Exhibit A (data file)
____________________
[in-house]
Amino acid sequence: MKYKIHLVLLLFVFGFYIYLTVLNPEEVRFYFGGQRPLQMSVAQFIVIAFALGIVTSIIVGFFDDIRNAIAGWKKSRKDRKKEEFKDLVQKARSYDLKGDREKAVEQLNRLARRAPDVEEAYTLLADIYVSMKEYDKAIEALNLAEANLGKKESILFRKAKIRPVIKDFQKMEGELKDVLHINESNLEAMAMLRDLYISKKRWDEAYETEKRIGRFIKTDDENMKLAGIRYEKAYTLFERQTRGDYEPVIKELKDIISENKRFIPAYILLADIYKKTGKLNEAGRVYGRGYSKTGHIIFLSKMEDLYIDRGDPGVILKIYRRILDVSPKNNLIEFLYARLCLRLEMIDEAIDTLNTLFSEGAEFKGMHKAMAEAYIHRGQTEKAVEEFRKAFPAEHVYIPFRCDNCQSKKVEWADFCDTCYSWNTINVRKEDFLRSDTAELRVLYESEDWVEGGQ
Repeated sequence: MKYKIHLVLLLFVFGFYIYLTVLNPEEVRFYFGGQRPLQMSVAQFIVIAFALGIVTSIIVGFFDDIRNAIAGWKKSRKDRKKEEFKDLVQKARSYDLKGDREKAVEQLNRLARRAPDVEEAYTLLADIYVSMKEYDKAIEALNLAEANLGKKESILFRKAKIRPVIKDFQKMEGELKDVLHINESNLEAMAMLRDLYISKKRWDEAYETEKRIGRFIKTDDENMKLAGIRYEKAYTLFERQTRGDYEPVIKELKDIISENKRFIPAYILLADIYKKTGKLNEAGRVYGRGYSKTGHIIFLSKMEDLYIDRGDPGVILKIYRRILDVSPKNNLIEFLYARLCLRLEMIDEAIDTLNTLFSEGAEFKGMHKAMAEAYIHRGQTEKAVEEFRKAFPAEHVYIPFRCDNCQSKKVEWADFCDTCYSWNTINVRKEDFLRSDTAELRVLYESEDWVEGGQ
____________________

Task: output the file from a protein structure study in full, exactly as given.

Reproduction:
[in-house]
Amino acid sequence: MKYKIHLVLLLFVFGFYIYLTVLNPEEVRFYFGGQRPLQMSVAQFIVIAFALGIVTSIIVGFFDDIRNAIAGWKKSRKDRKKEEFKDLVQKARSYDLKGDREKAVEQLNRLARRAPDVEEAYTLLADIYVSMKEYDKAIEALNLAEANLGKKESILFRKAKIRPVIKDFQKMEGELKDVLHINESNLEAMAMLRDLYISKKRWDEAYETEKRIGRFIKTDDENMKLAGIRYEKAYTLFERQTRGDYEPVIKELKDIISENKRFIPAYILLADIYKKTGKLNEAGRVYGRGYSKTGHIIFLSKMEDLYIDRGDPGVILKIYRRILDVSPKNNLIEFLYARLCLRLEMIDEAIDTLNTLFSEGAEFKGMHKAMAEAYIHRGQTEKAVEEFRKAFPAEHVYIPFRCDNCQSKKVEWADFCDTCYSWNTINVRKEDFLRSDTAELRVLYESEDWVEGGQ
Repeated sequence: MKYKIHLVLLLFVFGFYIYLTVLNPEEVRFYFGGQRPLQMSVAQFIVIAFALGIVTSIIVGFFDDIRNAIAGWKKSRKDRKKEEFKDLVQKARSYDLKGDREKAVEQLNRLARRAPDVEEAYTLLADIYVSMKEYDKAIEALNLAEANLGKKESILFRKAKIRPVIKDFQKMEGELKDVLHINESNLEAMAMLRDLYISKKRWDEAYETEKRIGRFIKTDDENMKLAGIRYEKAYTLFERQTRGDYEPVIKELKDIISENKRFIPAYILLADIYKKTGKLNEAGRVYGRGYSKTGHIIFLSKMEDLYIDRGDPGVILKIYRRILDVSPKNNLIEFLYARLCLRLEMIDEAIDTLNTLFSEGAEFKGMHKAMAEAYIHRGQTEKAVEEFRKAFPAEHVYIPFRCDNCQSKKVEWADFCDTCYSWNTINVRKEDFLRSDTAELRVLYESEDWVEGGQ